Last year I was lucky enough to have an appointment with my hospital Coeliac Dietician during Ramadan who suggested oats were my way forward, as they are whole grain and take longer to break down in the body (for coeliacs oats need to be pure oats ie they are not contaminated during the milling process so not regular shop ones). I do however get very bored of eating the same thing again and again and so I experimented a little with oats in muffins (now they were good) and since then I have become more confident of using oats in things which aren’t porridge.

So this year I propose oats for sehri. I’m not sure what I will be doing with mine just yet. But a simple search on porridge opens up a whole new world. There are so many topping ideas from sweet eg dark chocolate and banana to the savoury hard boiled eggs or fried fish and vegetables!

So for the moment I leave you with this thought: Oats + liquid = endless possibilities

Basin Bread


I frequently suffer from bouts of very low iron so am constantly thinking about high iron meals. One of my favourites is basin bread with sardines. It’s a meal which is quick and easy to make.

Chick peas are a whole grain (friendly for coeliacs and diabetics) which means that it releases energy slowly making it ideal for sehri (minus the salt and chilli). Iron wise they are very high in iron for a non heme (meat) source of iron 7mg per 100mg!

Basin Bread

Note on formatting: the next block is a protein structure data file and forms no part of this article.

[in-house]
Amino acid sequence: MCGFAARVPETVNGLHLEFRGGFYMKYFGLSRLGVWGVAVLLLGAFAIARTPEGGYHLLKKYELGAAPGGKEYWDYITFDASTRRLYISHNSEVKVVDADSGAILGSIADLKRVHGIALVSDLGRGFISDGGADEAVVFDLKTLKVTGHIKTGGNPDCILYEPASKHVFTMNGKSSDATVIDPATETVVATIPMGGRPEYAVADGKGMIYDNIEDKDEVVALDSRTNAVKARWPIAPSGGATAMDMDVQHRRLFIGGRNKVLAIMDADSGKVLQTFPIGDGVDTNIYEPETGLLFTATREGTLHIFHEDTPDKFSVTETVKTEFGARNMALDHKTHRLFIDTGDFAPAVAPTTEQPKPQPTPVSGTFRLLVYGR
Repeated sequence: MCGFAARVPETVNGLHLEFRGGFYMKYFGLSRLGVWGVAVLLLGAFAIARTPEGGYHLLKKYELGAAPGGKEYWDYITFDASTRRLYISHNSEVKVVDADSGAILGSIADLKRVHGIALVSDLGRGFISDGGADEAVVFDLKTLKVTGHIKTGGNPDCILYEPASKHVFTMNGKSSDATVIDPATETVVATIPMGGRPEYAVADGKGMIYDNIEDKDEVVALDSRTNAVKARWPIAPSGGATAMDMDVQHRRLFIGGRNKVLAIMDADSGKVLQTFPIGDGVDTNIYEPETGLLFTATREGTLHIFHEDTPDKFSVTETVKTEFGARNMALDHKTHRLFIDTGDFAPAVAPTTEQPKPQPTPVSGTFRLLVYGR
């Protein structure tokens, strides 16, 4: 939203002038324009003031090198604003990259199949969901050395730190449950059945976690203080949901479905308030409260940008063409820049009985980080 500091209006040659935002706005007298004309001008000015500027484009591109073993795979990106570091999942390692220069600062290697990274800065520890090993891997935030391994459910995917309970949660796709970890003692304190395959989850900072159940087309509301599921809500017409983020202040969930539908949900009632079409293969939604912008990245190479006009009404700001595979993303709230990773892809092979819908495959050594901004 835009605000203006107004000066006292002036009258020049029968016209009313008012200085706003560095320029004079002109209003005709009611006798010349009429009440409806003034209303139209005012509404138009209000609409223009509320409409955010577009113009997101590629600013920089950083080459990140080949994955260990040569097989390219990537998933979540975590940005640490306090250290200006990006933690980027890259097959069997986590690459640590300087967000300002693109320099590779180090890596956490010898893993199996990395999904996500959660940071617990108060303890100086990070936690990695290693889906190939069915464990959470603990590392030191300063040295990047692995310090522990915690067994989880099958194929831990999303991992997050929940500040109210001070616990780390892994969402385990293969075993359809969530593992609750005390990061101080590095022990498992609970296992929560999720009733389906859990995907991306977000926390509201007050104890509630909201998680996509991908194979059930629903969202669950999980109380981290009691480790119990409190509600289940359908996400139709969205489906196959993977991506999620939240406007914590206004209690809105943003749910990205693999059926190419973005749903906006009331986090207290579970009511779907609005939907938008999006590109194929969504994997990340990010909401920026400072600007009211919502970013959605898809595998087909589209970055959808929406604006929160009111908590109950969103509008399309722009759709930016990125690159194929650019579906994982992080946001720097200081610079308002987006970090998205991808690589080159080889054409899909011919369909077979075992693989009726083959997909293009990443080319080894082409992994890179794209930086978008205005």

8oz of basin / ground chick pea flour
Ground spices ½ a teaspoon of each: garlic, ginger, coriander, garam masala, cumin, chilli, salt
½ teaspoon bicarbonate of soda
1 sliced onion
Fresh sliced green chilli to taste ( I used 1)
Fresh coriander leaves (optional)
Water to mix

Put all the dry ingredients into a bowl and mix in the water to make a batter slightly thinner than a pancake batter.
Mix in the sliced onion, chilli and coriander if using it.
Leave in the fridge for 30 mins to rest.
Heat up a small frying pan
Spray ‘spray oil’ in to a frying pan and then pour in the batter. Cook on one side before turning over to cook the other.
You can either cook the entire batch in one go or you can leave the batter in the fridge for up to a week and cook as you need them. If you do this, remember the batter will get spicier as time goes on.

I served mine with tinned sardines with a little squeezed lemon juice (vitamin C helps non-heme iron absorb into the body) with a little sliced spring onion.